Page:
Horrible Bosses: horrible jokes, horribly good fun
Film of the week: It may be crude, but latest summer blockbuster is funny and even relevant
It may be a film dependent on tired stereotypes and laddish vulgarity, but the critics are generally in agreement: Horrible Bosses, released in the UK today, is really quite funny.
The comedy follows three friends – Nick (Jason Bateman), Kurt (Jason Sudeikis) and Dale (Charlie Day) – as they struggle to work under their respective bosses who are, you guessed it, particularly horrible. Unable to quit because of dire job prospects, the trio hatch a particularly macabre plan: murder.
Amid their fumbled attempts at criminality, the guys manage to pack in a whole host of off-key jokes, as the New York Times reviewer A O Scott points out. "The movie, in addition to being expectedly vulgar, is noisy and preposterous," he writes. "Its humour flirts with racism, goes steady with misogyny and pretty much marries homophobia.
Scott continues: "So here is the evident puzzle: Horrible Bosses is also frequently very funny… It takes the ordinary human traits of stupidity, selfishness, lust and greed... and turns the whole sorry spectacle into a carnival."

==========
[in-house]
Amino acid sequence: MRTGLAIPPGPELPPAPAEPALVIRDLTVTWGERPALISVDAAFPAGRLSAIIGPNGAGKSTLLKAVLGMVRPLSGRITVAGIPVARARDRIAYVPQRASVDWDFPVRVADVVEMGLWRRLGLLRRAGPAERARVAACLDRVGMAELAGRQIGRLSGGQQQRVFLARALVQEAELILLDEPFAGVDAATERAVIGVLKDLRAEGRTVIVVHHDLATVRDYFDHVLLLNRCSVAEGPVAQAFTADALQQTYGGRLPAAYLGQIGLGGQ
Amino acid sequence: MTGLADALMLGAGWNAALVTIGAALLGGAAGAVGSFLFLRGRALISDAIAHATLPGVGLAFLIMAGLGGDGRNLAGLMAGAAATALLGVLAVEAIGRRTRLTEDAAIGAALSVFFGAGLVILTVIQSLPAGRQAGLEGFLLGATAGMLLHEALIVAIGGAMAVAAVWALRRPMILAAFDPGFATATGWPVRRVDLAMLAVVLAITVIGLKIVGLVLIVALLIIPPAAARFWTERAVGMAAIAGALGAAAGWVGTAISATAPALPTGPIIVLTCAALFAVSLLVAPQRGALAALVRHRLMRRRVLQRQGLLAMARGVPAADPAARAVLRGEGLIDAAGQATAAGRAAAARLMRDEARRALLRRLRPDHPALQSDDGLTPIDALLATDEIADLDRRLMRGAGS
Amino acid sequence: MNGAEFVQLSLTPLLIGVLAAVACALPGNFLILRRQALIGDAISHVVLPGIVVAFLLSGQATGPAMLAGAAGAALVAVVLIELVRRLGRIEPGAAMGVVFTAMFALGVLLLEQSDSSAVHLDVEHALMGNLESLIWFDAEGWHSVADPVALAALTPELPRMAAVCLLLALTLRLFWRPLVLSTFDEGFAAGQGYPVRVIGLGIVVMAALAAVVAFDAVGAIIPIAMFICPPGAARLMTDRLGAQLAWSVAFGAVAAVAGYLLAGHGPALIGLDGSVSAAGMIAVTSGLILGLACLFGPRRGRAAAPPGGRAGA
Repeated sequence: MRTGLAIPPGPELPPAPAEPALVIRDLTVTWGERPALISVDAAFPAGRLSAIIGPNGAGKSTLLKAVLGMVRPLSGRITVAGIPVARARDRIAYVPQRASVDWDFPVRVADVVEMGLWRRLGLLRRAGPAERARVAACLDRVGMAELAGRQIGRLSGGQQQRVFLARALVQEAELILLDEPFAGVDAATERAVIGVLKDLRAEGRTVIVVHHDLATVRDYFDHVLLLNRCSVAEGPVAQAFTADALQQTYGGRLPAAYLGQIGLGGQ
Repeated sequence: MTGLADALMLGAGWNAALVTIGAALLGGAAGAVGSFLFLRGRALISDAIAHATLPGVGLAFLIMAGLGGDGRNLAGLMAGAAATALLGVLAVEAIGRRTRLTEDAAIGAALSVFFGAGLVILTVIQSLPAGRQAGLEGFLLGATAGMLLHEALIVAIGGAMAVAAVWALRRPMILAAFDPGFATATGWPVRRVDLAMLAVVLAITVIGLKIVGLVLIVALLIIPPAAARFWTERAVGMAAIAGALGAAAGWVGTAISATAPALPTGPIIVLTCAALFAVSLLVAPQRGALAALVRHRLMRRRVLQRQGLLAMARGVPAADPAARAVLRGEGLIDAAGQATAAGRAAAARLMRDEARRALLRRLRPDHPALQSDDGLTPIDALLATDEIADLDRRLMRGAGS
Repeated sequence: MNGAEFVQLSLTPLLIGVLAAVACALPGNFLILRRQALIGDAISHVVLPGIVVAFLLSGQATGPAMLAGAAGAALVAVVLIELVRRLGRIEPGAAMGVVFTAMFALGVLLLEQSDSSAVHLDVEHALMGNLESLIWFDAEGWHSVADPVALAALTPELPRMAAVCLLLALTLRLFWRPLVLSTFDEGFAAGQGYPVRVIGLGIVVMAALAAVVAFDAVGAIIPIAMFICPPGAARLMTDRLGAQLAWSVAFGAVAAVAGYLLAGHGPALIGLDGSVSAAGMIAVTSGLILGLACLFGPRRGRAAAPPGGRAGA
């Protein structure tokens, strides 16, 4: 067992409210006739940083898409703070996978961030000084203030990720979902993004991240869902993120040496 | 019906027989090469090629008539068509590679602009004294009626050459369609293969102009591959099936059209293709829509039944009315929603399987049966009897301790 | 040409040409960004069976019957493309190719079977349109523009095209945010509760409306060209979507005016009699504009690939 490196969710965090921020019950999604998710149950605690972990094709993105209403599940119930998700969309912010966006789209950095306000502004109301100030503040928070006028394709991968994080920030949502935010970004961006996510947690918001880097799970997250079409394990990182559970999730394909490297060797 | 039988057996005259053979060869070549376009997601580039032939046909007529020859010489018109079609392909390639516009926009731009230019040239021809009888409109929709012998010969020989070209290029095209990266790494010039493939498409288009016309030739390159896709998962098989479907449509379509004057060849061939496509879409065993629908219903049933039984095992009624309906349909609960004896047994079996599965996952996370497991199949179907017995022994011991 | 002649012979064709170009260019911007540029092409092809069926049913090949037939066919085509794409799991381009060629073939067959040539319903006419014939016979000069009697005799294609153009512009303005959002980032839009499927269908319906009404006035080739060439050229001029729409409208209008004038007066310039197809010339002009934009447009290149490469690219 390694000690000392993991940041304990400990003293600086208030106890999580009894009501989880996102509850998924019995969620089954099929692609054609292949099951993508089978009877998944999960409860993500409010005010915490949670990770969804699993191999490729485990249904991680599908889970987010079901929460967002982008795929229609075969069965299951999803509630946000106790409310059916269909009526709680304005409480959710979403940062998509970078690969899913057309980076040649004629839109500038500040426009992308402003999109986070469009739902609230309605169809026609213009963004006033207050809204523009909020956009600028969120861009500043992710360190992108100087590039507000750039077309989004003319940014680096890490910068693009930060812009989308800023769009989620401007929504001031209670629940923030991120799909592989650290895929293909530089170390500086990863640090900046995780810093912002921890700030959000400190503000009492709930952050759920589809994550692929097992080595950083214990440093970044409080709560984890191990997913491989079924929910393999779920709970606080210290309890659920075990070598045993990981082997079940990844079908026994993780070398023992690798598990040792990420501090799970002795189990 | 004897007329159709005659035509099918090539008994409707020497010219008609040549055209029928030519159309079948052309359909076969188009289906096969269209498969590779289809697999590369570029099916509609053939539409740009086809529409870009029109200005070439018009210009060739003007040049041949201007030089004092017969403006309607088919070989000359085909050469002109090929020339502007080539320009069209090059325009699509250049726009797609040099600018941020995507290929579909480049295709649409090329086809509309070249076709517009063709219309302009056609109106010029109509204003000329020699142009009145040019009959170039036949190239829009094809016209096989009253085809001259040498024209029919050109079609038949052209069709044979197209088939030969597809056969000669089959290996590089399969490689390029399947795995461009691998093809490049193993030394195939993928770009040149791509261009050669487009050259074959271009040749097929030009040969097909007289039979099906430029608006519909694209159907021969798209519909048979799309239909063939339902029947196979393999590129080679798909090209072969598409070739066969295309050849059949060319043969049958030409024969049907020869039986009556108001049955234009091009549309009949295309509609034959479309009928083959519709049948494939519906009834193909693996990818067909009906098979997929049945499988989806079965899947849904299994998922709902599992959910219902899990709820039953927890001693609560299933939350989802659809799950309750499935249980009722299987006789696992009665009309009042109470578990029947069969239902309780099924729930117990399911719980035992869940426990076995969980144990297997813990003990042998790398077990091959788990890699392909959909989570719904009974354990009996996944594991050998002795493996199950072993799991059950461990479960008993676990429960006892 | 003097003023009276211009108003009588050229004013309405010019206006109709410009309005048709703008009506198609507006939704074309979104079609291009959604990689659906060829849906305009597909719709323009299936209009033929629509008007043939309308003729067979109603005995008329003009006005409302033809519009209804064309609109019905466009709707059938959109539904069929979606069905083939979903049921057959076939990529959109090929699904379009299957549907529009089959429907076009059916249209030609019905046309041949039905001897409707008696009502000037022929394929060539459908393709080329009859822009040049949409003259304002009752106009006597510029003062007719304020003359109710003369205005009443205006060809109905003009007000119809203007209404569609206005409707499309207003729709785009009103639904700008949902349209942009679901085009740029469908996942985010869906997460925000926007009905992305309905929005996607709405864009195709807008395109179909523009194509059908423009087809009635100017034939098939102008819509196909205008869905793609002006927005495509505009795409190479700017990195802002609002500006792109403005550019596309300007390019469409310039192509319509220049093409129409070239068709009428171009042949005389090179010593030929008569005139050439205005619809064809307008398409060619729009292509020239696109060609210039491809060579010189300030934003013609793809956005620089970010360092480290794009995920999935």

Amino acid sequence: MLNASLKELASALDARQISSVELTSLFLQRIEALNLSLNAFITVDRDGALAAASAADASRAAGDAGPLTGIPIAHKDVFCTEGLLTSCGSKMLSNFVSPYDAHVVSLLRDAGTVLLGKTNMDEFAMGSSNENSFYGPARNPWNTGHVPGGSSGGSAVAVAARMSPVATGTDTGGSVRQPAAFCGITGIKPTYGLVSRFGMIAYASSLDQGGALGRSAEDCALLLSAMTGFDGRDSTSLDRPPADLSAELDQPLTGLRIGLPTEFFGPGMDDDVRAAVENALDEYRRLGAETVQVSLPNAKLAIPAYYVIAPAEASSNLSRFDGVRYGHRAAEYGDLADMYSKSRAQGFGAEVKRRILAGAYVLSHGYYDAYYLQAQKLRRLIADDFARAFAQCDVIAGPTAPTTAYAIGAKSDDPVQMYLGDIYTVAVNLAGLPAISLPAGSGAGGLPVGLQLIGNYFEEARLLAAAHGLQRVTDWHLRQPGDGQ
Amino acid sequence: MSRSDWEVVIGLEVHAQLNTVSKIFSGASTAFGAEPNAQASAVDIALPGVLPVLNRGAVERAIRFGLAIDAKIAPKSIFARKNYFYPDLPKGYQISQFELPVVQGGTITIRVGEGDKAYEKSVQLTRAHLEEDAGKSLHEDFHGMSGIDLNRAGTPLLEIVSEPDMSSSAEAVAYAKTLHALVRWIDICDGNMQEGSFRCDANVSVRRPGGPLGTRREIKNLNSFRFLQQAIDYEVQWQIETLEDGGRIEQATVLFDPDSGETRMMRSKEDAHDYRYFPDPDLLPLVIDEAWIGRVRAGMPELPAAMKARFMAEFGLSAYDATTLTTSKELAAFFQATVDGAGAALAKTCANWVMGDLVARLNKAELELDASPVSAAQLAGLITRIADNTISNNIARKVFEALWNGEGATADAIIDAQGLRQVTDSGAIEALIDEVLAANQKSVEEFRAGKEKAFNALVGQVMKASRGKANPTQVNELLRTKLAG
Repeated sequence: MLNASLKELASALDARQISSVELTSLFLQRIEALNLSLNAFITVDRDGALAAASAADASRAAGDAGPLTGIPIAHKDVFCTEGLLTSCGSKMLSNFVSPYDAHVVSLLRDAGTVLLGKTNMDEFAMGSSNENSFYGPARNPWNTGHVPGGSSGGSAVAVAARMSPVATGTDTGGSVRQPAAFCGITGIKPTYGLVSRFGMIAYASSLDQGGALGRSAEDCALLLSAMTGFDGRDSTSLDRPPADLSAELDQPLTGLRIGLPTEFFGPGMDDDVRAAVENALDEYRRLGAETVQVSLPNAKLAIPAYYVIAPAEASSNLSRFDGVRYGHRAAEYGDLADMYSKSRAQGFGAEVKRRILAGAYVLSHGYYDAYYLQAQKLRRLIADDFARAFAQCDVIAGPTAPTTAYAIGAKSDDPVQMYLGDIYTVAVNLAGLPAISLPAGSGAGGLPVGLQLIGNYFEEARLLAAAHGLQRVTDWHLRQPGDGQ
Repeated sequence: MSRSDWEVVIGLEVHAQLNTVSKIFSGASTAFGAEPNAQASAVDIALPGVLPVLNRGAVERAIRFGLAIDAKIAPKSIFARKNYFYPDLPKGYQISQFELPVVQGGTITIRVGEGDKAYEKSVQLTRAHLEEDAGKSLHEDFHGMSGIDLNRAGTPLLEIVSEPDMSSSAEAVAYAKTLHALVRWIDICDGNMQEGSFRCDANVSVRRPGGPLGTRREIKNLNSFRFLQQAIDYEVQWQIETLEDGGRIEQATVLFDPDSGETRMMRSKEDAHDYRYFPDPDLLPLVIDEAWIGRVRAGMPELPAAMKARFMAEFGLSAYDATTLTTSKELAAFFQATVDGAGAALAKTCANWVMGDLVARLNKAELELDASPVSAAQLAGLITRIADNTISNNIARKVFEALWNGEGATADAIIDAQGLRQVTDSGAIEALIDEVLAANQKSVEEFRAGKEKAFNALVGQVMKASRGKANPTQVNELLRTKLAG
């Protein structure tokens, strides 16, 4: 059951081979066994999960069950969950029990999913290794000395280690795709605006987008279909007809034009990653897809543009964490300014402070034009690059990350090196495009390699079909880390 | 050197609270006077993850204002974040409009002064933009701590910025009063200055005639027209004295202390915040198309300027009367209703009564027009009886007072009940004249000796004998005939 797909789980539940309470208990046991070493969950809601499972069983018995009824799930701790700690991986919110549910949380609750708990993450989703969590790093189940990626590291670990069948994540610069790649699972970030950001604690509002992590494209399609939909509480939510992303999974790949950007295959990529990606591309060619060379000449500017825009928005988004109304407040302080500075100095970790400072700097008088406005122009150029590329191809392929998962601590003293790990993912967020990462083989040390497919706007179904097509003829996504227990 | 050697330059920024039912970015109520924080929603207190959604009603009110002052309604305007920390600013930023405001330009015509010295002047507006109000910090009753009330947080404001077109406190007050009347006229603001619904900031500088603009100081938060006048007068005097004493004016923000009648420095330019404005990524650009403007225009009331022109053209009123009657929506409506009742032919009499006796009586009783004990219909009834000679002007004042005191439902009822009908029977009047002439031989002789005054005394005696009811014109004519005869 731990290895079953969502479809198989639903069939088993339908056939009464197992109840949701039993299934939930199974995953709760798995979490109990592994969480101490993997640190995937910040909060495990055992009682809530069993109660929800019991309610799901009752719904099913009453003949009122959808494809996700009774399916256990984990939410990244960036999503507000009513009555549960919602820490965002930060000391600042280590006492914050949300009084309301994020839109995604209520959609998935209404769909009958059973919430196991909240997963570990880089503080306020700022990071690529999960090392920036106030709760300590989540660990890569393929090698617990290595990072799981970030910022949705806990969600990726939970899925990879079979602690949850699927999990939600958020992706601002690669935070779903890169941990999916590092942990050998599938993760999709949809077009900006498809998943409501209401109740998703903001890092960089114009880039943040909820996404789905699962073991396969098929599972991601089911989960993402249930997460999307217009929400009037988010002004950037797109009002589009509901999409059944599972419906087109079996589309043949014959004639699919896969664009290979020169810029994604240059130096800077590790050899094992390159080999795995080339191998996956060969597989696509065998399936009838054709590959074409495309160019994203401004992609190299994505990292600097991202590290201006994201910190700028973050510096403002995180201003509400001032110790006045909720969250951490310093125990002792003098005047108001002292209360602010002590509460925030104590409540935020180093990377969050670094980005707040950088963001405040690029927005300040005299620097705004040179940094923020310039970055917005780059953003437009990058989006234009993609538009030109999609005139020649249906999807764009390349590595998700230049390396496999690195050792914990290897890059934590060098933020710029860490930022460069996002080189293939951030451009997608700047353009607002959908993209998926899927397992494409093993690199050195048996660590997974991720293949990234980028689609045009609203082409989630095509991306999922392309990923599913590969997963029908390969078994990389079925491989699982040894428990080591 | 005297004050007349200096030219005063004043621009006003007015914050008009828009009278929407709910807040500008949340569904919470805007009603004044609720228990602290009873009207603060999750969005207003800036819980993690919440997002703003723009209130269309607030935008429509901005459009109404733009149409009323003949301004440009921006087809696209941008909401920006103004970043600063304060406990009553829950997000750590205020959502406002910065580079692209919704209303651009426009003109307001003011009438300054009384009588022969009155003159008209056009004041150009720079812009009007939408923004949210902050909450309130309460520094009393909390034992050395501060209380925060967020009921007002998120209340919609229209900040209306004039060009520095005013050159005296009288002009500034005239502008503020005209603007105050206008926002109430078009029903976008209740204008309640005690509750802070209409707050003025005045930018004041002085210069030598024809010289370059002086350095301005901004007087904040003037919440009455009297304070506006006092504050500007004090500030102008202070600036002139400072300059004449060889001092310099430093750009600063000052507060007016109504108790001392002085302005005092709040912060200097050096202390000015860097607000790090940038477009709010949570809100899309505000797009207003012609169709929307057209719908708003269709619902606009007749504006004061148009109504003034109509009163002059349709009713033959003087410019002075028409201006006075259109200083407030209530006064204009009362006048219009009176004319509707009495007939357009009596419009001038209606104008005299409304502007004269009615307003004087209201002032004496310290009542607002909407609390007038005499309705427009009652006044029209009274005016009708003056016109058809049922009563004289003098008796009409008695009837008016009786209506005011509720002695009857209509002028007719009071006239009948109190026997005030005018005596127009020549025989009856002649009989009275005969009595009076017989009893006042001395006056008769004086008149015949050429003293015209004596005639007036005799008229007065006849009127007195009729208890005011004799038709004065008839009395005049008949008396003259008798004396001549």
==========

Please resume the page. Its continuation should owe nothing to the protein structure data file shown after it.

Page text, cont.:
Michael Phillips of the LA Times agrees: "Cleverly structured, Horrible Bosses works in spite of its cruder, scrotum-centric instincts." Much of the humour, Phillips says, is found in the interplay of the three protagonists who "feed off one another's energies in a pleasing way".
The actors who play the three demon bosses – Kevin Spacey, Jennifer Aniston and Colin Farrell – have also received praise. Aniston, much to the press's delight, plays a nymphomaniac seducing anything in sight, while Farrell depicts coke-addled arrogance to a tee.
Yet it is Spacey's malevolent Dave Harken who steals the show. In the view of Nigel Andrews of the Financial Times, he is the only good thing in the film. "Horrible Bosses is a one-man show that other actors have been allowed, lucklessly for them, to crash."
He continues: "Spacey does more with an eyebrow than Bateman-Day-Sudeikis can do with their combined physiognomies. He does more with a cadence than Aniston can do with a cataract of would-be comical bel canto. And he doesn't even need a Farrell combover. He just is Hollywood's lord of timing."
Cheap laughs aside, however, the key to the film's appeal may lie in the fact that it's caught the zeitgeist. It can be related to by everyone stuck in the recession, according to the Washington Post. As A O Scott points out, people will empathise with characters struggling against "the unfairness of work at a time of high unemployment, when everything seems to be tilted in favour of those who already have power". ·